The $6.4 million race

New round the world event with highest ever entry fee designed to put Freo back on the sailing map

Wednesday April 10th 2002, Author: James Boyd, Location: United Kingdom
As a sailing venue par excellence, but stuck out near Perth in Western Australia, Fremantle has hosted and said goodbye to the America’s Cup and also the Whitbread, now the Volvo Ocean Race.

In an exercise in putting this great sailing venue back on the map, the Royal Perth Yacht Club have introduced a new innovative race combining big bucks with the best in ocean racing.

Starting in Freo on 4 December 2004, the Antarctica Cup will be a non-stop blast through the Southern Ocean, leaving the three great capes of Leeuwin, Horn and Good Hope to port (or Antarctica to starboard) before returning to Freo. In our view a race through the Southern Ocean, the best bit of the Volvo Ocean Race, is a course which has been crying out for an event. But it should be noted - at 14,600 nautical miles in length it does not constitute a ‘round the world’ race.

The event is to be raced by national teams (entered via yacht clubs) in 25m (82ft) Ron Holland one designs built in Western Australia. The boat at present is known as the Antarctica Cup One Design Maxi Yacht and will have a glass/foam sandwich construction with a carbon spar. It will come ready to sail (ie including sails). Boats must have at least 10 crew and complete 100 hours of training off the coast of Western Australia. Interestingly the entry fee of US$4,625,000 includes the price of the boat.

The Antarctica Cup will have a total purse of $6.4 million with the line honours boat taking between $2.5 million and possibly as much as $4.65 million. Although non-stop the race is divided up into 11 sections of 600-2,200 miles length, each one starting and finishing through a gate, either physical (such as Cook Strait or Southern Ocean islands) or virtual (a waypoint). $100,000 will go to the fastest boat on each leg, which may not necessarily be the winner and there will also be a points scoring system (winner getting one point, second place two points,etc).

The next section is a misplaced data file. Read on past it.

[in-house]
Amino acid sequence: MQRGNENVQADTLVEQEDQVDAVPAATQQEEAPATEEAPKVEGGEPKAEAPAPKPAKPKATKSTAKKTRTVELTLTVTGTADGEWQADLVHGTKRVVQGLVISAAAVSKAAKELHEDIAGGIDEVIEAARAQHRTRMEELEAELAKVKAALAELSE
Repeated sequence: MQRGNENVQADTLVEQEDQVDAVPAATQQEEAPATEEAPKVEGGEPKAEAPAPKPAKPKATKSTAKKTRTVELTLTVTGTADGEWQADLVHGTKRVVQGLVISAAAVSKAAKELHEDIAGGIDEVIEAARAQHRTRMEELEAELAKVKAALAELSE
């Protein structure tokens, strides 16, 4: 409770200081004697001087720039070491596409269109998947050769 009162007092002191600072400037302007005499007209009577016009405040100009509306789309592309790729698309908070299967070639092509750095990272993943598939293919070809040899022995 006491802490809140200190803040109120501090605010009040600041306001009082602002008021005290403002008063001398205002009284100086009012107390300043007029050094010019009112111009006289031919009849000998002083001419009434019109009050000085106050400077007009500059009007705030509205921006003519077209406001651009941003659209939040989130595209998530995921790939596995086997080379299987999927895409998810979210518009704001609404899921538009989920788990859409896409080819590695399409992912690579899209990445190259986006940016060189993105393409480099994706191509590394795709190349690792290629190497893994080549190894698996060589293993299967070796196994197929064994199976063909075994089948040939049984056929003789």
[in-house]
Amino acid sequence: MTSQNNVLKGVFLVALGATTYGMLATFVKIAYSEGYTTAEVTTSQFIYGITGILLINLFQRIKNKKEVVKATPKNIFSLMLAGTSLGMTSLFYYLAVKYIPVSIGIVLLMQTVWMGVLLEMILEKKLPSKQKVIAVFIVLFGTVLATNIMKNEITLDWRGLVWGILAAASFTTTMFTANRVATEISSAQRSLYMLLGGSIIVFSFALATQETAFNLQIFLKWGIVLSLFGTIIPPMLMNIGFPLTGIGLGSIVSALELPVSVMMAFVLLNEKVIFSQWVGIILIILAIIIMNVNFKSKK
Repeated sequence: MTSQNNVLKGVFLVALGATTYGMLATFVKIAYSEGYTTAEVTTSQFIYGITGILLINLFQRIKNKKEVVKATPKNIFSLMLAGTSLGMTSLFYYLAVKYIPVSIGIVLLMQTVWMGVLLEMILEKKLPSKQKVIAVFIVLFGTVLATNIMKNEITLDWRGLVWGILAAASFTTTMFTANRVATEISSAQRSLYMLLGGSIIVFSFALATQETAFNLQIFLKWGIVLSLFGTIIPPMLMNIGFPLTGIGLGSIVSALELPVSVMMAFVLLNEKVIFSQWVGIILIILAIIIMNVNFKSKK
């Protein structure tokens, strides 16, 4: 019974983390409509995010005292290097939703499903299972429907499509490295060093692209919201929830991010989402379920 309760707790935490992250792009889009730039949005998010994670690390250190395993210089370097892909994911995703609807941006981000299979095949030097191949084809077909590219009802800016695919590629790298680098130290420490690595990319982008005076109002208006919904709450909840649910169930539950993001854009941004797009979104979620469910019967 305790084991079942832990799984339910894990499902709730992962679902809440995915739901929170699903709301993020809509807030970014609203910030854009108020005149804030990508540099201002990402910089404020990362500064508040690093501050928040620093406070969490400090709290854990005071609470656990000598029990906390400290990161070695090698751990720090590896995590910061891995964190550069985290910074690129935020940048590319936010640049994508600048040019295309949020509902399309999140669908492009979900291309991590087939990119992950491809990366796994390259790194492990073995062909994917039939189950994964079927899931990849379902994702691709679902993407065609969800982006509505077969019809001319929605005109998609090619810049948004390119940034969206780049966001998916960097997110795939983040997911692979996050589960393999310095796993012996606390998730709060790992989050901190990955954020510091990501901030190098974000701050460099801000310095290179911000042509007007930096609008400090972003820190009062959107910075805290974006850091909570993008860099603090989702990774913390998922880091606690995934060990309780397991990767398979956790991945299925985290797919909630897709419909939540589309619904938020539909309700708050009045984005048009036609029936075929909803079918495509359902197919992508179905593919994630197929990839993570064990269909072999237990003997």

The gates play a dual role as they will prevent the competing yachts straying too far south into iceberg territory.

Driving force behind this new event is Fremantle businessman Bob Williams, the former owner of the Australian basketball team, the Perth Wildcats. Williams was one of Western Australia’s most successful ocean racers in the 1980s with his pocket maxi Freight Train and has gathered around him a team of international sailors, including patron of the race Sir Jim Hardy and Australia II veteran John Longley.

On the subject of the new one-designs, Williams commented "my aim has been to create a new design for this great race, that presents an exciting high performance platform, yet acknowledges, the desirability of greater safety margins than would have been possible to achieve outside the one design concept". The organisers claim the reason for a one design is also to keep costs down and create a level playing field. It will also promoter a greater degree of crew comfort on board.

It is planned for the race to run every two years. Former Australia II crewman and Fremantle resident John Longley commented "it is not often that a great idea corresponds with a great need. I am sure that everyone interested in long distance, blue water ocean racing will be captivated by the potential of this great race".

The organisers have been a little ambitious with the time frame. Closing date for receipt of race slot reservation forms is 12 July 2002 while final agreements must be signed by 30 September 2002. The race is limited to 15 boats.

For more information click here

See page 2 for a map of the course...
and page 3 for a breakdown of the prize money...

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